Points Gained Points Lost

For the first time in BRFU history, an Inquiry board sat down to discuss a dispute matter between 2 local clubs. Royal Brunei Yacht Club (Yachties) lost two points from their total points whilst Royal Brunei Police gained a point for the errors done by Yachties.

Here is how the table looks after the adjustment of points:-

KB Pythons 3 3 0 0 159 29 130 3 15
Bandar Blacks 3 2 0 1 76 40 34 1 9
The Knights 3 2 0 1 42 26 16 1 9
Royal Brunei Yacht Club 3 2 0 1 56 102 -46 1 7
Royal Brunei Police 3 0 0 3 17 102 -85 1 2
Royal Brunei Armed Force 3 0 0 3 15 67 -52 1 1

Here is the full text of the judgement :-

Police vs Yachties

Complaint re:

i) Rolling Subs;

ii) Jersey swaps and

iii) failing to submit Subs form


Judicial Committee Hearing – Wed 23rd April 2008

Office of Ms. Cheok Sankaran Halim, BSB


Match: Royal Brunei Police Force RFC vs Royal Brunei Yacht Club RFC

Date of Match: 19th April 2008

Panel: Roy Prabhakaran (Chairman), Ken Watt and Simon Harris


  1. Johannas Hickey (Police)
  2. Mark Pyrgos & Sukor Ashak (Yachties)
  3. Ben Bourne (Match Commissioner)
  4. Ainol Razman (BRFU Representative)

To Consider: i) Rolling Subs; ii) Jersey swaps and iii) failing to submit Substitutes forms contrary to Rules of Competition and specifically the Substitution Rules that were made available to all teams.

Considering this is the first ever Judicial Committee convened in Brunei Darussalam, the Panel felt that it had to ascertain and deal with a few procedural issues in respect of the convening of the Judicial Committee.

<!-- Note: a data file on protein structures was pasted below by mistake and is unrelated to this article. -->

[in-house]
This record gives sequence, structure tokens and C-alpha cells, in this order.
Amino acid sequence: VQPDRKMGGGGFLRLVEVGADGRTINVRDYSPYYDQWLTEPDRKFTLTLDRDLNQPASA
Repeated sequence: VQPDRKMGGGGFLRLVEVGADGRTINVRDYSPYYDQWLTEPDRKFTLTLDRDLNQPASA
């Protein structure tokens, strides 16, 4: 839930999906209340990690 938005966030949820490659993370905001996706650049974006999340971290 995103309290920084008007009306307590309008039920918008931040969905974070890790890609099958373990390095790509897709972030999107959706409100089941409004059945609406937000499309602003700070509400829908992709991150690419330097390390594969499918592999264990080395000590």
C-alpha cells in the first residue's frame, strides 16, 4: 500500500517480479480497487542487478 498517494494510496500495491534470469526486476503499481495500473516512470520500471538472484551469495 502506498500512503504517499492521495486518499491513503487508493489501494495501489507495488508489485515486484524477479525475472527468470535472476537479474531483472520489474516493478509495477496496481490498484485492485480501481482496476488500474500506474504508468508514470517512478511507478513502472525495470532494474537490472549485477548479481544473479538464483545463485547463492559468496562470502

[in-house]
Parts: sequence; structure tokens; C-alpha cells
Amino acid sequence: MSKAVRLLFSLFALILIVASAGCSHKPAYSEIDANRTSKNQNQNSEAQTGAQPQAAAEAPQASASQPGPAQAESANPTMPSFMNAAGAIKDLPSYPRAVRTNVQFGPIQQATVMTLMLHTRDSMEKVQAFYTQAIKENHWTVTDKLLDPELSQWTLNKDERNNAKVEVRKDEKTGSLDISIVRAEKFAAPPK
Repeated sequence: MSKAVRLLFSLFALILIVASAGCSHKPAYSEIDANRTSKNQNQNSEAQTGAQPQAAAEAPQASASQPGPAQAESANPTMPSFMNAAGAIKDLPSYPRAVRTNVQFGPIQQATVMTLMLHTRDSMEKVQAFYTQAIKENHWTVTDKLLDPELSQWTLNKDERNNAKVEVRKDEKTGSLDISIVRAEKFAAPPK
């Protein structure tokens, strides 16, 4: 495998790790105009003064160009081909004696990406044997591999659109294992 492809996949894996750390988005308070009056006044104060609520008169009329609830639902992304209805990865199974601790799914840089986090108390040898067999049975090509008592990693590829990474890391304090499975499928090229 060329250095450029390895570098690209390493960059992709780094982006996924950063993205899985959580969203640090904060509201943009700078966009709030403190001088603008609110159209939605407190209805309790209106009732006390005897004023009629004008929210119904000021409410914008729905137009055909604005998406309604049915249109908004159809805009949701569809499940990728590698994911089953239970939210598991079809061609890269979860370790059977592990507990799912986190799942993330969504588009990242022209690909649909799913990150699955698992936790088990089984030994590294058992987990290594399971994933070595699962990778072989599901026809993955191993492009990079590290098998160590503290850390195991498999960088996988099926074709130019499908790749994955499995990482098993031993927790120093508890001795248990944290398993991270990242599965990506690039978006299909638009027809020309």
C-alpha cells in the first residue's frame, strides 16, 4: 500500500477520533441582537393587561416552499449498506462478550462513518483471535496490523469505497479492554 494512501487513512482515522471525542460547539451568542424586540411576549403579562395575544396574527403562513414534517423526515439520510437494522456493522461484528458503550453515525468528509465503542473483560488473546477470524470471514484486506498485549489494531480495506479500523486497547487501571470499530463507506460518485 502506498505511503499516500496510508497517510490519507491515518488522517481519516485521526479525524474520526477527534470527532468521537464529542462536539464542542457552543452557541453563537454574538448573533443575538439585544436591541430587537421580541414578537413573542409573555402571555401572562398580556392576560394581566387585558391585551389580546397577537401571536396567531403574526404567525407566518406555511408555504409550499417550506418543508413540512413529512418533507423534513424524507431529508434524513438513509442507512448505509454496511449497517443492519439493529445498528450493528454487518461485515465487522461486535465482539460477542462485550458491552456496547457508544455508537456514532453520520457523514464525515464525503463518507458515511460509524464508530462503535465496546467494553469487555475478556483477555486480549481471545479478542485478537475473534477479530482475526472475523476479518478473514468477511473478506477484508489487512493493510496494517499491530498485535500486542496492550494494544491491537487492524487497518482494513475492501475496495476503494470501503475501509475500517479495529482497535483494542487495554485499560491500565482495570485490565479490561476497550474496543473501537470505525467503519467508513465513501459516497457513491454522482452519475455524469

Mr. Ainol Razman requested to sit in on the hearing as an observer on behalf of the BRFU and all parties did not have any objections to this.

The Panel invited Mr Ben Bourne to sit in as he was the Match Commissioner and all parties did not have any objections

Mr. Ainol Razman was asked whether he, on behalf of the BRFU, had authorised for the Judicial Committee to be convened. He confirmed the same.

All parties in attendance were asked whether they had any objections to

i) the jurisdiction of the Judicial Committee and/or

ii) the composition of the Panel.

There were no objections recorded.

Parties were duly informed that the hearing will be heard in private in accordance with IRB’s Regulation 18 Appendix1.

All parties were informed that they had a right to be heard and the Panel thanked them for sending their views and submissions.

The Panel then informed all parties that they had convened as quickly as possible due to the ongoing Competition as the Panel felt that there were some very important technical issues to decide on for obvious reasons.

Factual Matrix

  1. Royal Brunei Police Force RFC (Police) played against Royal Brunei Yacht Club RFC (Yachties) on the 19th April 2008 at the Police home ground.
  2. The Match Commissioner prepared and sent out his report highlighting some possible problems and/or breaches of Competition rules/laws/regulations specifically in respect of i) Rolling Subs; ii) Jersey swaps and iii) failing to submit Substitute forms.
  3. The Police through Mr Johannas Hickey then lodged a complaint through the BRFU forum and was then advised by Mr Ainol Razman, on behalf of the BRFU, to lodge his complaint officially to the Chairman of this Panel. This was because all relevant BRFU committee members felt they were conflicted as they were involved in the said game. Mr. Johannas Hickey duly lodged the same with the Chairman immediately.